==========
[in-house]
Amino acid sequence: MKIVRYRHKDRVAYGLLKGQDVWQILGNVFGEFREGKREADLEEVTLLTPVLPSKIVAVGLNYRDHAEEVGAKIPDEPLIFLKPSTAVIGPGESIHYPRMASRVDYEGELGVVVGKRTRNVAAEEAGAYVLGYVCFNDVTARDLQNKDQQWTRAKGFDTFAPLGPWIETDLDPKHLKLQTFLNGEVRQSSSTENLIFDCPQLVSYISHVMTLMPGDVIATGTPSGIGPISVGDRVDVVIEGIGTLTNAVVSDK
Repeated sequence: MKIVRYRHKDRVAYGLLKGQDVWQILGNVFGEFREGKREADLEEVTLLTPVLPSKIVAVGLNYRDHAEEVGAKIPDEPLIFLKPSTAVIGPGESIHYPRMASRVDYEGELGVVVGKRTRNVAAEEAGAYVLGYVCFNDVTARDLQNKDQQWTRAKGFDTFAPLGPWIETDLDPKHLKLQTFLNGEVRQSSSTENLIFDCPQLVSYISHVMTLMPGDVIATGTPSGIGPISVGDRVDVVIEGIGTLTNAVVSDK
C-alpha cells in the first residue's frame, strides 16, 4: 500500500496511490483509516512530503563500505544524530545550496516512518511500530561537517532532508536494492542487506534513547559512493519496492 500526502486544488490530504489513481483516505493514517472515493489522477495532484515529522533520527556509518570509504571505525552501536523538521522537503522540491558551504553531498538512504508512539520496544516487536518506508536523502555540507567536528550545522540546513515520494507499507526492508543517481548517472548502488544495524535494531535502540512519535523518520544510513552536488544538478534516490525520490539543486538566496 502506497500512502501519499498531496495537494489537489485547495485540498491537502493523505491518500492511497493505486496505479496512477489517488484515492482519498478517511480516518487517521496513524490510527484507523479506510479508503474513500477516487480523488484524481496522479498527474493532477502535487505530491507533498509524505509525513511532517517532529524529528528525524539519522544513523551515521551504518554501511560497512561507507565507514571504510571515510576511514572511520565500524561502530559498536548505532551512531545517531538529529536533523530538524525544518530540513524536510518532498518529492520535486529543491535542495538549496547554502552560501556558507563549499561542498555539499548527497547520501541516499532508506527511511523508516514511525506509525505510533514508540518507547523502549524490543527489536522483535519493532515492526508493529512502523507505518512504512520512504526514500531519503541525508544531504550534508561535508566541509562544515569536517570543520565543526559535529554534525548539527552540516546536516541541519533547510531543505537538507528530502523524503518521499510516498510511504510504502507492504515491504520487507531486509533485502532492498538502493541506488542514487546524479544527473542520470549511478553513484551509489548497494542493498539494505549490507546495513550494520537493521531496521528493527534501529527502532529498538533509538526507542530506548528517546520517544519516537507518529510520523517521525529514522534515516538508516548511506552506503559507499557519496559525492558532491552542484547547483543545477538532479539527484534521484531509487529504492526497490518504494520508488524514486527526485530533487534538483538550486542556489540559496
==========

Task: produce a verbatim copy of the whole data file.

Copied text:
[in-house]
Amino acid sequence: MKIVRYRHKDRVAYGLLKGQDVWQILGNVFGEFREGKREADLEEVTLLTPVLPSKIVAVGLNYRDHAEEVGAKIPDEPLIFLKPSTAVIGPGESIHYPRMASRVDYEGELGVVVGKRTRNVAAEEAGAYVLGYVCFNDVTARDLQNKDQQWTRAKGFDTFAPLGPWIETDLDPKHLKLQTFLNGEVRQSSSTENLIFDCPQLVSYISHVMTLMPGDVIATGTPSGIGPISVGDRVDVVIEGIGTLTNAVVSDK
Repeated sequence: MKIVRYRHKDRVAYGLLKGQDVWQILGNVFGEFREGKREADLEEVTLLTPVLPSKIVAVGLNYRDHAEEVGAKIPDEPLIFLKPSTAVIGPGESIHYPRMASRVDYEGELGVVVGKRTRNVAAEEAGAYVLGYVCFNDVTARDLQNKDQQWTRAKGFDTFAPLGPWIETDLDPKHLKLQTFLNGEVRQSSSTENLIFDCPQLVSYISHVMTLMPGDVIATGTPSGIGPISVGDRVDVVIEGIGTLTNAVVSDK
C-alpha cells in the first residue's frame, strides 16, 4: 500500500496511490483509516512530503563500505544524530545550496516512518511500530561537517532532508536494492542487506534513547559512493519496492 500526502486544488490530504489513481483516505493514517472515493489522477495532484515529522533520527556509518570509504571505525552501536523538521522537503522540491558551504553531498538512504508512539520496544516487536518506508536523502555540507567536528550545522540546513515520494507499507526492508543517481548517472548502488544495524535494531535502540512519535523518520544510513552536488544538478534516490525520490539543486538566496 502506497500512502501519499498531496495537494489537489485547495485540498491537502493523505491518500492511497493505486496505479496512477489517488484515492482519498478517511480516518487517521496513524490510527484507523479506510479508503474513500477516487480523488484524481496522479498527474493532477502535487505530491507533498509524505509525513511532517517532529524529528528525524539519522544513523551515521551504518554501511560497512561507507565507514571504510571515510576511514572511520565500524561502530559498536548505532551512531545517531538529529536533523530538524525544518530540513524536510518532498518529492520535486529543491535542495538549496547554502552560501556558507563549499561542498555539499548527497547520501541516499532508506527511511523508516514511525506509525505510533514508540518507547523502549524490543527489536522483535519493532515492526508493529512502523507505518512504512520512504526514500531519503541525508544531504550534508561535508566541509562544515569536517570543520565543526559535529554534525548539527552540516546536516541541519533547510531543505537538507528530502523524503518521499510516498510511504510504502507492504515491504520487507531486509533485502532492498538502493541506488542514487546524479544527473542520470549511478553513484551509489548497494542493498539494505549490507546495513550494520537493521531496521528493527534501529527502532529498538533509538526507542530506548528517546520517544519516537507518529510520523517521525529514522534515516538508516548511506552506503559507499557519496559525492558532491552542484547547483543545477538532479539527484534521484531509487529504492526497490518504494520508488524514486527526485530533487534538483538550486542556489540559496